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November 20, 2012

Texas Instruments Puts ARM-DSP Processors Into Play for HPC

Michael Feldman

NVIDIA, Intel and AMD were not the only chip vendors unveiling new HPC accelerators last week SC12. Texas Instruments (TI) announced a set of heterogeneous processors that they believe will offer among the best performance per watt in the industry. In this case, the chipmaker glued an ARM CPU and digital signal processor (DSP) together on the same die, offering a low-power SoC with an impressive number of FLOPS.

This represents TI’s second attempt to push a wedge into the high performance computing space. The company made its initial foray into the market in October 2011 when it introduced its multicore Keystone DSPs (TMS320C66x). The primary destination of those chips was 4G cellular base stations and radio network controllers, but since floating point functionality had to be added to serve that market, TI felt the same silicon could double as HPC accelerators.

One of the problems with the standalone DSP devices being used for HPC was that the application kernels had to be offloaded from a CPU host to the DSP. That wasn’t because the DSPs couldn’t run a whole application (the DSP is closer to a manycore CPU than a GPU), but because there was no Linux OS or MPI library ports for the architecture. ARM, though, had support for both of these pieces of software, allowing developers to use a traditional driver-accelerator model.

There are actually six new SoCs being introduced by TI, two of which are ARM-only (no DSP integration) that are aimed at powering routers, switches, wireless appliances, and other networking devices. The four remaining parts are the ARM-DSP heterogenous chips. These heterogeneous chips are fully tricked-out SoCs, with an ARM Cortex A15 CPU, a Keystone DSP, a shared memory controller, an integrated fabric and an I/O interface. The fabric itself is a custom design from TI, known as TeraNet, which delivers a low latency, multi-terabit/second fabric that connects the ARM CPU, DSP and memory controller.

Of the four heterogeneous, two are high-end parts – the 66AK2H06 and 66AK2H12 – targeted to high performance computing, as well as media processing, video analytics, gaming, VDI, and radar. The 66AK2H12 4-core ARM/8-core DSP is the more powerful of the two. It offers 198 gigaflops of single precision (SP) floating point performance or 70 gigaflops in double precision. That includes the DSP floating point as well as the Neon FP unit in the ARM CPU.

Although, this ARM-DSP SoC represents only about half the FLOPS of a high-end x86 CPU, the TI chip delivers this in about one-tenth the power – 13 to 14 watts. For single precision, that works out to about 16 SP gigaflops per watt, which is about the same as last year’s stand-alone 8-core DSP chip, sans CPU. It’s also nearly as good as latest NVIDIA’s K10 Tesla part, which delivers about 20 SP gigaflops per watt.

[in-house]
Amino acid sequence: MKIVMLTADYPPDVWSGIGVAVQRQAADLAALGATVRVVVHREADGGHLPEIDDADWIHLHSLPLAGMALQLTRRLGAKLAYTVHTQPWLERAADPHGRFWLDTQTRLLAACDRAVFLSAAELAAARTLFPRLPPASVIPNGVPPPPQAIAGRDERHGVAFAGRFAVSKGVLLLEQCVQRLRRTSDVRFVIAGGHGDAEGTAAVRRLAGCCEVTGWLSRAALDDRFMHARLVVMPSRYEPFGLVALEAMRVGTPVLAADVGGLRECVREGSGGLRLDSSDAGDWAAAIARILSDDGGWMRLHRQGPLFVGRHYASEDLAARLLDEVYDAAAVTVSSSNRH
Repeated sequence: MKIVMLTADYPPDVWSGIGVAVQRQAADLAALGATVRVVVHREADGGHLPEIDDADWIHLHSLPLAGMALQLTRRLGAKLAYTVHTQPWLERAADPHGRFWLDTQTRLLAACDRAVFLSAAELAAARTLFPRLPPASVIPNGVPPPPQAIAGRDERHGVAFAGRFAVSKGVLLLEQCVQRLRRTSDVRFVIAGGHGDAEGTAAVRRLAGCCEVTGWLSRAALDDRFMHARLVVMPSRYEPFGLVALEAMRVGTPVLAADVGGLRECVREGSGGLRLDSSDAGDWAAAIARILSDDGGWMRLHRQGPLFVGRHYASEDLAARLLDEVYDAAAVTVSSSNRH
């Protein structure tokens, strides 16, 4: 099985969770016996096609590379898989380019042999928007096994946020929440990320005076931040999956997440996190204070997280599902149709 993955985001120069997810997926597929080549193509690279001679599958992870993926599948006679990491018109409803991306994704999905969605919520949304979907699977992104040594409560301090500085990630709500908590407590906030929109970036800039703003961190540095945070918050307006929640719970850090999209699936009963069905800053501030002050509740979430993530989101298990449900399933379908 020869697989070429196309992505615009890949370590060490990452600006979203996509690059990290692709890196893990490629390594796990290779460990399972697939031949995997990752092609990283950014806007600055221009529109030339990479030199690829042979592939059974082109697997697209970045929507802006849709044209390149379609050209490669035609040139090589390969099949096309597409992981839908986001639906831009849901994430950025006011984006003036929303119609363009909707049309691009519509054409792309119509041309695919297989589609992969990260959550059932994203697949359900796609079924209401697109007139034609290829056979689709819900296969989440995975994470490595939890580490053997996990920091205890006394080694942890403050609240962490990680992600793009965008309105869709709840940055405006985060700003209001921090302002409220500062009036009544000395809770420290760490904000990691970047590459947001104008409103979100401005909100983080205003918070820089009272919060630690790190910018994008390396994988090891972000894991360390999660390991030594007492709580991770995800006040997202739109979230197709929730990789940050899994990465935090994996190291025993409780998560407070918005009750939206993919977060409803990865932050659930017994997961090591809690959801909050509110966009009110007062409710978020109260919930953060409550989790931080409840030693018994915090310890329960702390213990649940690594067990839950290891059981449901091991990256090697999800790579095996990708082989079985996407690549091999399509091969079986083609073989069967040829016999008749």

Since the ARM CPU is 32-bit architecture, memory reach for these chips is limited. In fact, each SoC can only access up to 16 GB – not much compared to standard x86 CPU, but about twice as much as a traditional accelerator. The hetero chips, though, don’t need an external CPU to feed it, as the K10 does; the on-chip ARM serves as the host driver. This eliminates the PCIe communication overhead of a CPU hooked to an discrete accelerator.

And since the ARM and DSP units share some of the same memory, it can at least potentially simplify programming of these devices. In that sense, it’s closer to AMD’s Fusion (or APU) architecture, which glues an x86 CPU and GPU onto the same die. At this point though, the AMD offerings are being targeted for client devices, such as laptops, rather than servers.

TI is actually not making so much of a distinction in where their chips will end up. According to Arnon Friedmann, TI’s business manager for the multicore processors unit, the same SoCs targeted for servers could also be applied to embedded devices. For example, a sensor network of cameras doing video surveillance could use an ARM-DSP chip to do some local image processing; the output of which could then be shunted to a server farm of these same chips to perform deeper analytics on the pre-processed video.

“That’s a level of scalability that we think our devices bring, which others in HPC don’t offer today,” Friedmann told HPCwire. “So if you look at NVIDIA [GPUs] and Intel MIC, there really aren’t cut-down versions of these really high performance devices and they’re not quite as geared for embedded as we are.”

For HPC-type developers, TI offers both OpenMP and MPI. The chipmaker also has an alpha version of OpenCL that supports an ARM CPU that can work in conjunction with the on-chip DSP. Down the road, TI is looking to support the newly hatched OpenMP accelerator directives, which are expected to be officially codified in the standard sometime next year.

As with the other accelerators from NVIDIA, Intel and AMD vying for HPC business, the success of the TI parts will depend upon how easy they are to program and how much application performance ensues. Regarding the latter, there is already some encouraging news. According to Friedmann, an FFT kernel from an aperture radar code produced performance on par with that of a GPU, but when they moved the entire application to the chip, performance was boosted 8-fold. Friedmann says interested parties are looking to do similar ports for even larger applications.

Right now, the chipmaker is trying to bring in more HPC users to move their MPI codes over to their ARM-DSP SoCs in order to drum up interest from server makers to build hardware. In the meantime, for do-it-yourselfers, TI’s two SoCs aimed at HPC are available for sampling now. Broader availability is expected in the first quarter of 2013, with general availability of evaluation modules coming in the second quarter.

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